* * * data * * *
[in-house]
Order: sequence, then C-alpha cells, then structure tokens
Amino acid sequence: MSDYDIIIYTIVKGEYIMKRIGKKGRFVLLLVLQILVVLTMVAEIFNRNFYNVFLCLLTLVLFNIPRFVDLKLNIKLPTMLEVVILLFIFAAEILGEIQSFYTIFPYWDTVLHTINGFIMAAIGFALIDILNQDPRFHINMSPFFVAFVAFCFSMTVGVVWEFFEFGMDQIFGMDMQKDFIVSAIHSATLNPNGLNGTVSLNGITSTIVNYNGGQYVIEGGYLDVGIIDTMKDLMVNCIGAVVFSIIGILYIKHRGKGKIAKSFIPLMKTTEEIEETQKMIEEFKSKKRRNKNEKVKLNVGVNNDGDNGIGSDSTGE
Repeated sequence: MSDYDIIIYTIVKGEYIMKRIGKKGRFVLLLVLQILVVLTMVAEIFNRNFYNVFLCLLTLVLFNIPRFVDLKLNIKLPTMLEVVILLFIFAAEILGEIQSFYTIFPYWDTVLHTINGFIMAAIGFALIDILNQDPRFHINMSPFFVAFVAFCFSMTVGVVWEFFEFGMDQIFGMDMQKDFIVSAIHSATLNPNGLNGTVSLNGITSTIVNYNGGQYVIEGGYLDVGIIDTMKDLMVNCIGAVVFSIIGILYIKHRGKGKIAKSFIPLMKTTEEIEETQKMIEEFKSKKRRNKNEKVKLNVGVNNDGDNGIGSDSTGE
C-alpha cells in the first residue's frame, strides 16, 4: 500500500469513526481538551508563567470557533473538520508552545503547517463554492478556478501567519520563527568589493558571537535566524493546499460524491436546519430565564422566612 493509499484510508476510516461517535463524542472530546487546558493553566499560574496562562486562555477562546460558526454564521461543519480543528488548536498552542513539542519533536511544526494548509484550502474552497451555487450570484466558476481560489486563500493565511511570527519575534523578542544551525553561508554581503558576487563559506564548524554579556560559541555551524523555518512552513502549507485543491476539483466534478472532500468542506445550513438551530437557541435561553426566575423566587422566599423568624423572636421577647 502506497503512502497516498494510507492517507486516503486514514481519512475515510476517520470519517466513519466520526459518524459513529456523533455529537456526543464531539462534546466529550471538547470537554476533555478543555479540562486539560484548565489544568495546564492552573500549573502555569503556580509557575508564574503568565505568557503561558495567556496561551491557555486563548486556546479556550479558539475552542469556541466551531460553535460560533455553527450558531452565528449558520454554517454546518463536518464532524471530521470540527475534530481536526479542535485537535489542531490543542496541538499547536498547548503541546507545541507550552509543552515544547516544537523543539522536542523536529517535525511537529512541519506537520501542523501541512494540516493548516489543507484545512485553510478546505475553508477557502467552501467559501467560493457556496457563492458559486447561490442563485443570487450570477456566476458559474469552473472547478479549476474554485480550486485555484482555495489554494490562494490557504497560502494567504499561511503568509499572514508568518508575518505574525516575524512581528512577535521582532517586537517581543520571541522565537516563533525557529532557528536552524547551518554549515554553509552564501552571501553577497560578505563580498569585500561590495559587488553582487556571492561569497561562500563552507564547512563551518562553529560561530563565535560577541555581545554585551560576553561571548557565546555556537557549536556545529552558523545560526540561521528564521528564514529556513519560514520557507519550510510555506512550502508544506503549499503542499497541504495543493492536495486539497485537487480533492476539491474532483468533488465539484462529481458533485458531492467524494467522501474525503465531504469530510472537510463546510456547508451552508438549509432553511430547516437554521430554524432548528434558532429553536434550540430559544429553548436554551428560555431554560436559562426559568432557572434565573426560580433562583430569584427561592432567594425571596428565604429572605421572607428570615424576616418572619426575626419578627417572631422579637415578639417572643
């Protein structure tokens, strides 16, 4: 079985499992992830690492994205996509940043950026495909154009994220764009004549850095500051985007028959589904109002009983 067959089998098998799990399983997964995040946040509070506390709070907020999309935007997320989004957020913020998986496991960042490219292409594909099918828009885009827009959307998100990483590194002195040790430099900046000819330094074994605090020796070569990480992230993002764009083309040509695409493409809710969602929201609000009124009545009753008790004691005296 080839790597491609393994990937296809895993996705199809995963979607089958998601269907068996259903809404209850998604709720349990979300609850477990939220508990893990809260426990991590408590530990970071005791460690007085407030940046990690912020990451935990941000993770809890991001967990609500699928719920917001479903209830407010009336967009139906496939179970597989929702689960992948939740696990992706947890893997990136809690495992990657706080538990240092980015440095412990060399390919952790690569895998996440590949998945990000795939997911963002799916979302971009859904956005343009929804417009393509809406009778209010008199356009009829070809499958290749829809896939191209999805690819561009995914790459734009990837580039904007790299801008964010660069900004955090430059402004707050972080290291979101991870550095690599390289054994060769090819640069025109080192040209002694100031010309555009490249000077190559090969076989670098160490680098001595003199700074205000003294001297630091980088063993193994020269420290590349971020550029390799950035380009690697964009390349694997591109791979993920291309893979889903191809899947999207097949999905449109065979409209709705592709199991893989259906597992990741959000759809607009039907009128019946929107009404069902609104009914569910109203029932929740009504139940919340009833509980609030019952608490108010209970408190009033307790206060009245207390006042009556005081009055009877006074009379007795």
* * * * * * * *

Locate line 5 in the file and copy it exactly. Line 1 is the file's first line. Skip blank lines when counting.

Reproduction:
C-alpha cells in the first residue's frame, strides 16, 4: 500500500469513526481538551508563567470557533473538520508552545503547517463554492478556478501567519520563527568589493558571537535566524493546499460524491436546519430565564422566612 493509499484510508476510516461517535463524542472530546487546558493553566499560574496562562486562555477562546460558526454564521461543519480543528488548536498552542513539542519533536511544526494548509484550502474552497451555487450570484466558476481560489486563500493565511511570527519575534523578542544551525553561508554581503558576487563559506564548524554579556560559541555551524523555518512552513502549507485543491476539483466534478472532500468542506445550513438551530437557541435561553426566575423566587422566599423568624423572636421577647 502506497503512502497516498494510507492517507486516503486514514481519512475515510476517520470519517466513519466520526459518524459513529456523533455529537456526543464531539462534546466529550471538547470537554476533555478543555479540562486539560484548565489544568495546564492552573500549573502555569503556580509557575508564574503568565505568557503561558495567556496561551491557555486563548486556546479556550479558539475552542469556541466551531460553535460560533455553527450558531452565528449558520454554517454546518463536518464532524471530521470540527475534530481536526479542535485537535489542531490543542496541538499547536498547548503541546507545541507550552509543552515544547516544537523543539522536542523536529517535525511537529512541519506537520501542523501541512494540516493548516489543507484545512485553510478546505475553508477557502467552501467559501467560493457556496457563492458559486447561490442563485443570487450570477456566476458559474469552473472547478479549476474554485480550486485555484482555495489554494490562494490557504497560502494567504499561511503568509499572514508568518508575518505574525516575524512581528512577535521582532517586537517581543520571541522565537516563533525557529532557528536552524547551518554549515554553509552564501552571501553577497560578505563580498569585500561590495559587488553582487556571492561569497561562500563552507564547512563551518562553529560561530563565535560577541555581545554585551560576553561571548557565546555556537557549536556545529552558523545560526540561521528564521528564514529556513519560514520557507519550510510555506512550502508544506503549499503542499497541504495543493492536495486539497485537487480533492476539491474532483468533488465539484462529481458533485458531492467524494467522501474525503465531504469530510472537510463546510456547508451552508438549509432553511430547516437554521430554524432548528434558532429553536434550540430559544429553548436554551428560555431554560436559562426559568432557572434565573426560580433562583430569584427561592432567594425571596428565604429572605421572607428570615424576616418572619426575626419578627417572631422579637415578639417572643